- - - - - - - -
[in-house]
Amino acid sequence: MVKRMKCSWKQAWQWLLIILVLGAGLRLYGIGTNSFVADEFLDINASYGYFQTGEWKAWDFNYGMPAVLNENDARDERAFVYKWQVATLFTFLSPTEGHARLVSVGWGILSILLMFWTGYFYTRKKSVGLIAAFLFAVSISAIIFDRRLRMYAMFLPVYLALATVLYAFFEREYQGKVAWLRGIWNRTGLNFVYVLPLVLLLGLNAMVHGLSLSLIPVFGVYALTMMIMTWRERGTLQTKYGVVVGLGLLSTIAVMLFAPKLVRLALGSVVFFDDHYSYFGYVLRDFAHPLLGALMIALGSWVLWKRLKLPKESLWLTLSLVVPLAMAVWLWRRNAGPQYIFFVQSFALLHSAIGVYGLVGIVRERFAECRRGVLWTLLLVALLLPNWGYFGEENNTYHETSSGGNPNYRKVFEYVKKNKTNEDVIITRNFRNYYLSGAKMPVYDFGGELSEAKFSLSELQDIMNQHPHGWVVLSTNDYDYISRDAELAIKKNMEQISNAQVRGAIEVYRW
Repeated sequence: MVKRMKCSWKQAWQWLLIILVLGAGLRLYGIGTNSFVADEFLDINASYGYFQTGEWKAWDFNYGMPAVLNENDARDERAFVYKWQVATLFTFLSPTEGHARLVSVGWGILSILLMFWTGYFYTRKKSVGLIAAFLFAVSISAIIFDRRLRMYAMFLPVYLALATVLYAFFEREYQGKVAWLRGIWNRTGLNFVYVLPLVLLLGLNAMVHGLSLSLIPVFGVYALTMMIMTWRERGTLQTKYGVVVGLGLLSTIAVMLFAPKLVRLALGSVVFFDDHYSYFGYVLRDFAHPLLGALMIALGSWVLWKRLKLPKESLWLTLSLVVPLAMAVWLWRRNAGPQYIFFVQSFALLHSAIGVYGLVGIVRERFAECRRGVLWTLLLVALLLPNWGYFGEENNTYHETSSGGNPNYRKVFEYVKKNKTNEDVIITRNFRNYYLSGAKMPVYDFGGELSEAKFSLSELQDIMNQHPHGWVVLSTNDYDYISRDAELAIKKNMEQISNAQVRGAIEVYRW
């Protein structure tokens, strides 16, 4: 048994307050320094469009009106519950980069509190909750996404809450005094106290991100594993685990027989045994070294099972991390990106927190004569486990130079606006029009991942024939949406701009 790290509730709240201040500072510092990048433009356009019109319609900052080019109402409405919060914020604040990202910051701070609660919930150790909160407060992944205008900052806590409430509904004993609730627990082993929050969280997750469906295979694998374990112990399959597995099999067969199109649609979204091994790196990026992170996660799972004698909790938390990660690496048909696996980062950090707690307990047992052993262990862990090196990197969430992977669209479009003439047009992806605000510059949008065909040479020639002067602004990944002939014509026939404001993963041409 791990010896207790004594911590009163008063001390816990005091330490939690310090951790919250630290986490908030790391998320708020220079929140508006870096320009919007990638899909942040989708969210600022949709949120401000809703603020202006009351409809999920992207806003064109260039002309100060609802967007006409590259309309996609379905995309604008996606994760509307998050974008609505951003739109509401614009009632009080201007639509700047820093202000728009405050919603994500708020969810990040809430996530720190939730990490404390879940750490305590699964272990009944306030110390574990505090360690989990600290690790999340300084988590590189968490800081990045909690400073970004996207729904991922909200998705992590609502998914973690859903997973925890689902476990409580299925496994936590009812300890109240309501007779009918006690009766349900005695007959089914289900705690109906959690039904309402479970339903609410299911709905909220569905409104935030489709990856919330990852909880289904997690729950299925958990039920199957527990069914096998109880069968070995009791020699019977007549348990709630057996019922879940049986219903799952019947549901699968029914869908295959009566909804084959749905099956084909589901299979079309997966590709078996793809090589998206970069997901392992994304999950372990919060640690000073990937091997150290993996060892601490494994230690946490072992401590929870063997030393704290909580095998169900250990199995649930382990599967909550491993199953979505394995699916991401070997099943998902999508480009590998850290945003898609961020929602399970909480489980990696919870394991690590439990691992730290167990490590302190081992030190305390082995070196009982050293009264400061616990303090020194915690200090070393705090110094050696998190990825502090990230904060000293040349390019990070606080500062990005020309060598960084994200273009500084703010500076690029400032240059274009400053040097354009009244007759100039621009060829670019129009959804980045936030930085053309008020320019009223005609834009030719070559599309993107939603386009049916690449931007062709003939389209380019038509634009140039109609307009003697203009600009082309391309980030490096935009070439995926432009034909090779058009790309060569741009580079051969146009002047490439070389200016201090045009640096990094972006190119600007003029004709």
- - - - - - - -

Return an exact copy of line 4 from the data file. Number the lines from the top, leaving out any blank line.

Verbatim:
């Protein structure tokens, strides 16, 4: 048994307050320094469009009106519950980069509190909750996404809450005094106290991100594993685990027989045994070294099972991390990106927190004569486990130079606006029009991942024939949406701009 790290509730709240201040500072510092990048433009356009019109319609900052080019109402409405919060914020604040990202910051701070609660919930150790909160407060992944205008900052806590409430509904004993609730627990082993929050969280997750469906295979694998374990112990399959597995099999067969199109649609979204091994790196990026992170996660799972004698909790938390990660690496048909696996980062950090707690307990047992052993262990862990090196990197969430992977669209479009003439047009992806605000510059949008065909040479020639002067602004990944002939014509026939404001993963041409 791990010896207790004594911590009163008063001390816990005091330490939690310090951790919250630290986490908030790391998320708020220079929140508006870096320009919007990638899909942040989708969210600022949709949120401000809703603020202006009351409809999920992207806003064109260039002309100060609802967007006409590259309309996609379905995309604008996606994760509307998050974008609505951003739109509401614009009632009080201007639509700047820093202000728009405050919603994500708020969810990040809430996530720190939730990490404390879940750490305590699964272990009944306030110390574990505090360690989990600290690790999340300084988590590189968490800081990045909690400073970004996207729904991922909200998705992590609502998914973690859903997973925890689902476990409580299925496994936590009812300890109240309501007779009918006690009766349900005695007959089914289900705690109906959690039904309402479970339903609410299911709905909220569905409104935030489709990856919330990852909880289904997690729950299925958990039920199957527990069914096998109880069968070995009791020699019977007549348990709630057996019922879940049986219903799952019947549901699968029914869908295959009566909804084959749905099956084909589901299979079309997966590709078996793809090589998206970069997901392992994304999950372990919060640690000073990937091997150290993996060892601490494994230690946490072992401590929870063997030393704290909580095998169900250990199995649930382990599967909550491993199953979505394995699916991401070997099943998902999508480009590998850290945003898609961020929602399970909480489980990696919870394991690590439990691992730290167990490590302190081992030190305390082995070196009982050293009264400061616990303090020194915690200090070393705090110094050696998190990825502090990230904060000293040349390019990070606080500062990005020309060598960084994200273009500084703010500076690029400032240059274009400053040097354009009244007759100039621009060829670019129009959804980045936030930085053309008020320019009223005609834009030719070559599309993107939603386009049916690449931007062709003939389209380019038509634009140039109609307009003697203009600009082309391309980030490096935009070439995926432009034909090779058009790309060569741009580079051969146009002047490439070389200016201090045009640096990094972006190119600007003029004709």